Healing The Soul

It’s hard continuing this project without painting the entire picture of my healing journey.

I began seeing improvements in my mood after making the decision to create a wholesome and holistic healthcare plan. Therapy alone wasn’t so effective. Medication suppressed my emotions and had me seeing the world in grey. The emptiness in my heart was still ever so present. You know that painful hole we often feel in our heart? Or that cup we either fill up or empty out? Well, that’s the immaterial aspect of our existence and it is hurting. I wanted to tend to this wound. So, I chose to add spirituality to my plan. My counselor at the time was already encouraging me to take daily walks and get back to my yoga practice in order to incorporate exercise into the plan. Getting back into yoga was very hard and I was unsuccessful with that, but I managed to take daily walks. I have a close connection to the Divine– I’m going to use this term, along with Source, to refer to God– but back then, the relationship was dwindling because, for the past couple of years, my life seemed to constantly be falling apart. I was always depressed, closed-off, and lost. But because I had gone through surprising spiritual experiences in the past, I felt that the Divine was real and that without tending to my soul’s growth and its re-connection to Source, I’d continue feeling unfulfilled. Some may dismiss the existence of spirit because what we don’t see with the physical eye is hard to prove. I’m not trying to convince anyone, I’m only sharing my reality.

Soul’s Gotta Eat

The saying, “you can’t pour out of an empty cup” is a metaphor for one’s life-force, or soul. Giving time and energy to jobs, things we may not care for, worries, and people, drains our life force. If it doesn’t get replenished, one feels a sense of lack. It feels like a hole in the chest which we then try to desperately fill with material things and self-harming habits– even less obvious things sometimes. As you know, it doesn’t work long-term. Sometimes, it doesn’t work at all. For me, filling my cup looked like getting back into meditation, which I used to do on a daily basis as a teen. While meditation is now a trend sold as a tool to unwind, its real purpose is to meet the self and develop it. If a meditation practice is done on a regular basis despite one’s goal, spiritual self-development is the inevitable outcome.

As a teen, I had developed an energy healing meditation practice out of curiosity. It was fun, soothing, and it made me happy. I returned to it with stronger intentions this time. My intentions were set on overcoming specific problems within myself and healing from past hurt. I’d ask a question and wait for an answer. The scenario would replay, I’d react (usually tears), then the answer would come. Sometimes, it took a few sessions to heal one issue.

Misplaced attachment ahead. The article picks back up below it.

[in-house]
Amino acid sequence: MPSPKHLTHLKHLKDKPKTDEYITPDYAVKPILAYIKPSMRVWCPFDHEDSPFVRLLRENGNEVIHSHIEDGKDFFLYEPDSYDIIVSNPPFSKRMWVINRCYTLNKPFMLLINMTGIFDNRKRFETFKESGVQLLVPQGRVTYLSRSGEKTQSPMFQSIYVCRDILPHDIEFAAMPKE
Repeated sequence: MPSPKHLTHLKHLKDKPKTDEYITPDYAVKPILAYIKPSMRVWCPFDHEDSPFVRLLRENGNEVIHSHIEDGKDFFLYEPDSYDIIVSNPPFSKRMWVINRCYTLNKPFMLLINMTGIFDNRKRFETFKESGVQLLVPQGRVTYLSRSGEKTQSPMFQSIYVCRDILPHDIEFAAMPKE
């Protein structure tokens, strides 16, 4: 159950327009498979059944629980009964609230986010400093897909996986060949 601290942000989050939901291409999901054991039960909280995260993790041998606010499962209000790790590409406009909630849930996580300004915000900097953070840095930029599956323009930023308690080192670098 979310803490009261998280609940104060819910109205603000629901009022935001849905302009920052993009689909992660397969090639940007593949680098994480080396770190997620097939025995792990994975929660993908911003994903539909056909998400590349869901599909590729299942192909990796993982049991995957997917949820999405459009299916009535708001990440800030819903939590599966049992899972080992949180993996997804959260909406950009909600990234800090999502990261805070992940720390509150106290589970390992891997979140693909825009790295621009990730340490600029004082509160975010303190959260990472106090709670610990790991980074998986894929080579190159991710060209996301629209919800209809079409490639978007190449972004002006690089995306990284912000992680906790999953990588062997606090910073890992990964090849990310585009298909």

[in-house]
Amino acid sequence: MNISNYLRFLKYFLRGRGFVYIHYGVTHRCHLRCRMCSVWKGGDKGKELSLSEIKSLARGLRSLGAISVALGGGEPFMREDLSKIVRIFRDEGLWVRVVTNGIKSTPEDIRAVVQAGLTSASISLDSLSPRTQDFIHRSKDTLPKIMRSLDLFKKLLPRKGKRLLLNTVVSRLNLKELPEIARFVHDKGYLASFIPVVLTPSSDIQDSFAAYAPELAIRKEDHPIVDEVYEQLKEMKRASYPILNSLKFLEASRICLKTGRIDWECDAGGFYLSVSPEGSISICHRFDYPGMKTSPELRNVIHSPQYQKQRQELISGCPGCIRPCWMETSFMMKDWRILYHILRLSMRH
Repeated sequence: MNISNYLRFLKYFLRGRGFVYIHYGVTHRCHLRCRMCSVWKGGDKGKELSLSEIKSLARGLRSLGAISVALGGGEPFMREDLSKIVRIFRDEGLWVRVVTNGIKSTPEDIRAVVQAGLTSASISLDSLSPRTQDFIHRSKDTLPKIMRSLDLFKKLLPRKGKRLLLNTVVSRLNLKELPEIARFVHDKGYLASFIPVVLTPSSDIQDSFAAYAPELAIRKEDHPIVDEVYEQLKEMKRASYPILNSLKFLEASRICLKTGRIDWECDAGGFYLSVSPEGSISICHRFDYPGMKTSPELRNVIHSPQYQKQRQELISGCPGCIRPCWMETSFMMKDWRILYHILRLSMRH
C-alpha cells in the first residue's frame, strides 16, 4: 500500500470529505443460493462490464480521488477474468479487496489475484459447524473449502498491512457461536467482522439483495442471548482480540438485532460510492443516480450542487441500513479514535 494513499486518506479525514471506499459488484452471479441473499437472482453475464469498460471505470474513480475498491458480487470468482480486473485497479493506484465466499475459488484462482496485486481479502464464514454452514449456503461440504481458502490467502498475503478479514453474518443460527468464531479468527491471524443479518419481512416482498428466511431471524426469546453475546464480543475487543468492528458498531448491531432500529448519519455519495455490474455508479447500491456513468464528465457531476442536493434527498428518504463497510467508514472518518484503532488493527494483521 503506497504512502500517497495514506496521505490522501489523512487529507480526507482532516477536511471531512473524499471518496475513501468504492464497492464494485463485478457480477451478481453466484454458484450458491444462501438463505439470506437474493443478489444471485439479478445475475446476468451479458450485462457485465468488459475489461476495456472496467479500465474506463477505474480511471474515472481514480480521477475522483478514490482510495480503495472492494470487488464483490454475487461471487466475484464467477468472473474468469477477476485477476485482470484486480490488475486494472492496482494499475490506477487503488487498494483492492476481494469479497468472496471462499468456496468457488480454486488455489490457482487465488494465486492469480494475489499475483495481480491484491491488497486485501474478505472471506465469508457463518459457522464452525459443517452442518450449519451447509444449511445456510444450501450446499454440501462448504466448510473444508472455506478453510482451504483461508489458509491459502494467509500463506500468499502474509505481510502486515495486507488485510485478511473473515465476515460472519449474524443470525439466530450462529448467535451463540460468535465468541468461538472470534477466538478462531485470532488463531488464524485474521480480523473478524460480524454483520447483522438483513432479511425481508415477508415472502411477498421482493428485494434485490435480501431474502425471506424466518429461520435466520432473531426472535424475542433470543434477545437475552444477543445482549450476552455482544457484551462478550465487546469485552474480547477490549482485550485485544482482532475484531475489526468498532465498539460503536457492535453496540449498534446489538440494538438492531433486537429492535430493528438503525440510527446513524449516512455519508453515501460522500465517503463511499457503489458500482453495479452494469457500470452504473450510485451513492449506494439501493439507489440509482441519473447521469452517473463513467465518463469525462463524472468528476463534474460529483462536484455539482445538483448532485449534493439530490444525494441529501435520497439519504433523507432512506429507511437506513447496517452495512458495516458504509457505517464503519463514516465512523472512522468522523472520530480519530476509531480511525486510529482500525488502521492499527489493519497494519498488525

I also prayed. I wrote in a journal I called my prayer book and spoke to Source before going to sleep.
I asked for my depression and anxiety to lift, to find answers to
why this was happening, and I asked for solutions. I also wrote how I felt about the extra 30+ pounds on my body, shame, feeling like a loser, and reaching milestones later than others. I prayed for all those things to go away. Some of it was superficial, sure, but no matter. No one was going to judge me in the privacy of my pages.

When talk therapy began feeling like U-turns from my counselor’s hope-filled sessions back to depression, I switched to spiritual psychotherapy. Spiritual psychotherapy is still given by a licensed mental health professional, and they can combine traditional methods, like CBT. Toronto Psychotherapy Group states that spiritual psychotherapy:

“… incorporates a psychospiritual dimension also emphasizes the journey of the soul, or spirit – which may include the wish to strengthen a connection with a higher power… For some, the focus is not on a higher power or deity, but rather on accessing the wisdom of a higher self, the gifts of transpersonal awareness, or the power of intuition. Others seek to learn more about something that is currently sensed or felt but is as yet unworded or undefined. ”

Toronto Psychotherapy Group

We still talked, the new therapist and I, but we also did other things to connect to the Divine. If therapy isn’t affordable, there’s a plethora of self-help material online and in books!

Traditional therapies and medication aren’t the only ways to get better. If you find they aren’t giving you what you need, I suggest creating a plan that incorporates a mind-body-soul connection. It probably shouldn’t involve everything that I’ve done in my own plan. The plan should cater to your own soul’s needs. It can include exploration of new modalities, an open mind, and something you already love doing.

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